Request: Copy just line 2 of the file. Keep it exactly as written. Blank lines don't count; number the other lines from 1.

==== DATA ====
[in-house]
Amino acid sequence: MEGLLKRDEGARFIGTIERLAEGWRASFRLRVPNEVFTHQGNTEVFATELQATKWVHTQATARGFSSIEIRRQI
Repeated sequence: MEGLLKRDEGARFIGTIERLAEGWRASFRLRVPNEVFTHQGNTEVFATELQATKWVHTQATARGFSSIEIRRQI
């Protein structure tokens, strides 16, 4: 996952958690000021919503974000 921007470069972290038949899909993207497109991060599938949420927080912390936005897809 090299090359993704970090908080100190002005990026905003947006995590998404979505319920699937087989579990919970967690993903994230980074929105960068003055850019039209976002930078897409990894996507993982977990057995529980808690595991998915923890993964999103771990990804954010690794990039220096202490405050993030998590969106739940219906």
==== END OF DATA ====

Amino acid sequence: MEGLLKRDEGARFIGTIERLAEGWRASFRLRVPNEVFTHQGNTEVFATELQATKWVHTQATARGFSSIEIRRQI